Exactly!!

the pagefile only expands when the commit charge reaches the commit limit...nothing else will make it expand...if you have 256 physical memory, without a pagefile, that's your commit limit...if yoiur commit charge doesn't reach the commit limit, even with that small amount of memory, the pagefile will not expand
I've never once said a paging file is not necessary... I believe it is. But to just accept the 'fact' that I need to commit over 2 gig of disk space to the thing on the chance it 'may' be needed just isn't good enough for me.

as far as tunning with a pagefile small, and expecting xp to expand it if it needs to...it expands it when it has to, it waits long after it would have needed in order to follow the memory management model
You say this like its 'counterproductive.' Counterproductive to what? Paging from physical memory to disk? You've actually made my point for me... the system will perform much faster reading it's page 'charges' directly from physical memory then it will by having to get it from the disk. Forcing xp to only have to write paging operations to disk because its reached the 'commit level' is sorta the whole purpose behind having a large amount of RAM in the first place.

as far as the reasoning that with a small pagefile, you won't be stuck with a huge pagefile. well, that's a self evident statement, but if you have a hardrive that is big enough to accomodate a huge pagefile, lowering the size of it becomes counter productive.
I'm offering you this arguement in reverse... I have a TON of physical memory I want to see my machine actually put to use... forcing XP to hold it's paging charges in it as long as possible is PRODUCTIVE from that standpoint... and productive in that I've reclaimed over 2 gig of usable hard drive space.

I'm not sure exactly how much of that 'uninformed' article you read, but I'd like to see you put together an article like the one he has, the very last page link, about creating a custom Microsoft Management Console for monitoring pagefile use... I thought that was particularly informative and I now have one on both of my machines. With this running for several days of typical operation I'll be able to adjust my high and low ends quite affectively. I also found the information on the third page 'Sizing the Page File' to be of paricular interest in learning what all that stuff means under the Performance tab in the Task Manager.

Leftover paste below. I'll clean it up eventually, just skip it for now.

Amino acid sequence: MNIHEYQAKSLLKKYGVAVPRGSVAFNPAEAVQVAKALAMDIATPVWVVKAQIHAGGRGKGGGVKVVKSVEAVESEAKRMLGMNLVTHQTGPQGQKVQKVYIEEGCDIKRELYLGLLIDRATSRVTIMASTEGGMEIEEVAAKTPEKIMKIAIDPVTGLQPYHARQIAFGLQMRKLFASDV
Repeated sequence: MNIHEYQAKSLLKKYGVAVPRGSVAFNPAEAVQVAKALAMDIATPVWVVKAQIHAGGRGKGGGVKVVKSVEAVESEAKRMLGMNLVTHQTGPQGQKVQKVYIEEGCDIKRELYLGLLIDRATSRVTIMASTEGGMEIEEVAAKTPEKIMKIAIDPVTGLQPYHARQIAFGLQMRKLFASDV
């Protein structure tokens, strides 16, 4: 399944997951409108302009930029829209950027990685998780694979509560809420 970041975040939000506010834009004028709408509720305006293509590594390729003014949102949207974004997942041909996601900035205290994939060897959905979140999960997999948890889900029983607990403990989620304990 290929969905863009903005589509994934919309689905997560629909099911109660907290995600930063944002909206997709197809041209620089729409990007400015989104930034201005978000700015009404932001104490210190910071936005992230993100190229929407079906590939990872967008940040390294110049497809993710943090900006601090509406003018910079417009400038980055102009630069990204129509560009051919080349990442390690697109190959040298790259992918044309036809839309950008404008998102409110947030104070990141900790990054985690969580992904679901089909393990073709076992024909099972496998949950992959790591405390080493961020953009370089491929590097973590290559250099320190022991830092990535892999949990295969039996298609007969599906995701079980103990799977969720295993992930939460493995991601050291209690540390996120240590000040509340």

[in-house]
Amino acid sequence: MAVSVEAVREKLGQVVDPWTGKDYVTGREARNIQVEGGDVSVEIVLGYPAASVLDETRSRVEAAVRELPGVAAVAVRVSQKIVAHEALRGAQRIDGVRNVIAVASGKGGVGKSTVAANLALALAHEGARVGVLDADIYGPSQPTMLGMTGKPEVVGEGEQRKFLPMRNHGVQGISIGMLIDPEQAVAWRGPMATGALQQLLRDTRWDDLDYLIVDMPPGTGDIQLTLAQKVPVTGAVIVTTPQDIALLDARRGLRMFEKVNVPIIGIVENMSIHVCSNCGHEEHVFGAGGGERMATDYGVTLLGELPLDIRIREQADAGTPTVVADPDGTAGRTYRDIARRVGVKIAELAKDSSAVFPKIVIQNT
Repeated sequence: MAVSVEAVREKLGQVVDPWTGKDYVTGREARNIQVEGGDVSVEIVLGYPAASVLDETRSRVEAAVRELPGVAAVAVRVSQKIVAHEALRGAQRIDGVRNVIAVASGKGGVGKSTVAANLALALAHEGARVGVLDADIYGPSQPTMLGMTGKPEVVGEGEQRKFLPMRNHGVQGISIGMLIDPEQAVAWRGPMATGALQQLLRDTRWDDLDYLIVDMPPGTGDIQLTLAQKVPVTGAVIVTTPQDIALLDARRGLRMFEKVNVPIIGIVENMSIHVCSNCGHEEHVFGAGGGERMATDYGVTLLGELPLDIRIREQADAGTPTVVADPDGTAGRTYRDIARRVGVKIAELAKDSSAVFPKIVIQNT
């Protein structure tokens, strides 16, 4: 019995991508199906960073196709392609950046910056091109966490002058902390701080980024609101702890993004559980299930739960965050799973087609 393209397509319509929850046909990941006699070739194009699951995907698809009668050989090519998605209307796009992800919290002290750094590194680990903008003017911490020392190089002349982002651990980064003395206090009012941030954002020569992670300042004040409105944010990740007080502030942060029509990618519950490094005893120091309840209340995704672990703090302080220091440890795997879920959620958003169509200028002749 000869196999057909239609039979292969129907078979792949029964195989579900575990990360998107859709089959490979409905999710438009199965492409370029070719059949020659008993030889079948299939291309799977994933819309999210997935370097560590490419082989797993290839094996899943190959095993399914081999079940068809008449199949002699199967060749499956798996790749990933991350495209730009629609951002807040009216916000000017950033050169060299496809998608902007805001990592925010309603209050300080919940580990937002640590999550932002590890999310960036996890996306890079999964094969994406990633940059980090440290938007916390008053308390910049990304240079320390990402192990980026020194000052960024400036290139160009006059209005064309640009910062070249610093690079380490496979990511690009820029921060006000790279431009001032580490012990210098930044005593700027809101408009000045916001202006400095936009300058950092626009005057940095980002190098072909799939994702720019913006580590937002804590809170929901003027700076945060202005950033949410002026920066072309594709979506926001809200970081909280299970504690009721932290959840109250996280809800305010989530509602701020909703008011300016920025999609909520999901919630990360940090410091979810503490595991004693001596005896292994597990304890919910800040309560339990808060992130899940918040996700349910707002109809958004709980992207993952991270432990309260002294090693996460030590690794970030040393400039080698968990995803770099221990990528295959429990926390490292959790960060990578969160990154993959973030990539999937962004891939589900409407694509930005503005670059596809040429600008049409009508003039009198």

I always get a good chuckle out of folks that will hack thier protected files layer but argue tooth and nail about tinkering with the pagefile, lol. Well, I'm a tinkerer... and as a result of this discussion, and reading the various articles, I feel very comfortable with manually manipulating my page file. So let XP expand it ONLY when it has too... that's my whole argument in a nutshell.
 

Perris Calderon

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for your last paragraph, I never hack my protected files, as far as I'm concerned, the only thing that really speeds us up is user interface customization...but you can and should tinker and enjoy your box if that's your enjoyment...that's what it's there for,..as far as asking me to put together an article like that elder geek article, his is uninformed...why would I want to do that? ...then accepting his article as particularly informative, when in fact and already not ed for you, it's uninformed (as I pointed out in my previous post) is not anything I'll aspire to...once he makes it clear he doesn't know that ALL memory in an NT os is virtual, anything he says based on that misinformation takes his incorrect information to progressive misunderstanding

as far as what you say about having a ton of memory, and wanting to hold data as long as possible in memory, you change not one iota for the good how long data is held in memory by making the pagefile as smaller, you change it for the bad...you actually FORCE the os to release data that HAS BEEN referanced BEFORE data that HAS NOT been referanced...not good...in your effort, all you change are the pages that the os WILL release WHEN it releases and reclaims memory, making the pagefile smaller doesn't change WHEN the os releases and reclaims, it just changes WHAT the os releases and reclaims..you haven't changed how much data is held in memory, you've only changed WHICH data is held in memory